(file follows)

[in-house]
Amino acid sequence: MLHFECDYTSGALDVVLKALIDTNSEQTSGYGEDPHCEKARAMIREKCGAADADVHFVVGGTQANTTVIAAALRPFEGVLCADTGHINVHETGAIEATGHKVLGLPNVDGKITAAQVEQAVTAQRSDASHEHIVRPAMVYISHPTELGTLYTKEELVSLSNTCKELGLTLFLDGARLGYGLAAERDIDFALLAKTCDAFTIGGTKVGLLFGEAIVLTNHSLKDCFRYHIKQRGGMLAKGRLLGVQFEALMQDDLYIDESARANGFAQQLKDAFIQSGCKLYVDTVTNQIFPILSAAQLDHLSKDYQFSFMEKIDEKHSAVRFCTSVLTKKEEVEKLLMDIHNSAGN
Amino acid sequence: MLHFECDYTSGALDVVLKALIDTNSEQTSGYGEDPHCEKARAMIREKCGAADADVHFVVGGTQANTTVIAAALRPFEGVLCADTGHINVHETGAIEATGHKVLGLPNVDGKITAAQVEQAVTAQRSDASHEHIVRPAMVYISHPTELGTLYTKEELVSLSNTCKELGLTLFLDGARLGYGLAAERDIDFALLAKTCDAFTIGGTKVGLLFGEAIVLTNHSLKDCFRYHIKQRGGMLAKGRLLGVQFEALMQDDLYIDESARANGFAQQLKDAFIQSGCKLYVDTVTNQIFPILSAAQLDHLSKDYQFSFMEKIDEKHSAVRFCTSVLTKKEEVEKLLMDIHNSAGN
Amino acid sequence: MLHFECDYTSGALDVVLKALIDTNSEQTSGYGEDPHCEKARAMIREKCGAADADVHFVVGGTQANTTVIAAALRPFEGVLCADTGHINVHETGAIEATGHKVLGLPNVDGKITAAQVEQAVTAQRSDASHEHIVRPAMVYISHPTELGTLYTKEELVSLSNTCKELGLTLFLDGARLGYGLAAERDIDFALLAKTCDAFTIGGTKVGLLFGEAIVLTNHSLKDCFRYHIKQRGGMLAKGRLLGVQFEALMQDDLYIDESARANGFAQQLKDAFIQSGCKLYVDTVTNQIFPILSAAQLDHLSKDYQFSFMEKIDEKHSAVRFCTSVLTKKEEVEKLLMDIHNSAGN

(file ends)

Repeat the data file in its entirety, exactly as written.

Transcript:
[in-house]
Amino acid sequence: MLHFECDYTSGALDVVLKALIDTNSEQTSGYGEDPHCEKARAMIREKCGAADADVHFVVGGTQANTTVIAAALRPFEGVLCADTGHINVHETGAIEATGHKVLGLPNVDGKITAAQVEQAVTAQRSDASHEHIVRPAMVYISHPTELGTLYTKEELVSLSNTCKELGLTLFLDGARLGYGLAAERDIDFALLAKTCDAFTIGGTKVGLLFGEAIVLTNHSLKDCFRYHIKQRGGMLAKGRLLGVQFEALMQDDLYIDESARANGFAQQLKDAFIQSGCKLYVDTVTNQIFPILSAAQLDHLSKDYQFSFMEKIDEKHSAVRFCTSVLTKKEEVEKLLMDIHNSAGN
Amino acid sequence: MLHFECDYTSGALDVVLKALIDTNSEQTSGYGEDPHCEKARAMIREKCGAADADVHFVVGGTQANTTVIAAALRPFEGVLCADTGHINVHETGAIEATGHKVLGLPNVDGKITAAQVEQAVTAQRSDASHEHIVRPAMVYISHPTELGTLYTKEELVSLSNTCKELGLTLFLDGARLGYGLAAERDIDFALLAKTCDAFTIGGTKVGLLFGEAIVLTNHSLKDCFRYHIKQRGGMLAKGRLLGVQFEALMQDDLYIDESARANGFAQQLKDAFIQSGCKLYVDTVTNQIFPILSAAQLDHLSKDYQFSFMEKIDEKHSAVRFCTSVLTKKEEVEKLLMDIHNSAGN
Amino acid sequence: MLHFECDYTSGALDVVLKALIDTNSEQTSGYGEDPHCEKARAMIREKCGAADADVHFVVGGTQANTTVIAAALRPFEGVLCADTGHINVHETGAIEATGHKVLGLPNVDGKITAAQVEQAVTAQRSDASHEHIVRPAMVYISHPTELGTLYTKEELVSLSNTCKELGLTLFLDGARLGYGLAAERDIDFALLAKTCDAFTIGGTKVGLLFGEAIVLTNHSLKDCFRYHIKQRGGMLAKGRLLGVQFEALMQDDLYIDESARANGFAQQLKDAFIQSGCKLYVDTVTNQIFPILSAAQLDHLSKDYQFSFMEKIDEKHSAVRFCTSVLTKKEEVEKLLMDIHNSAGN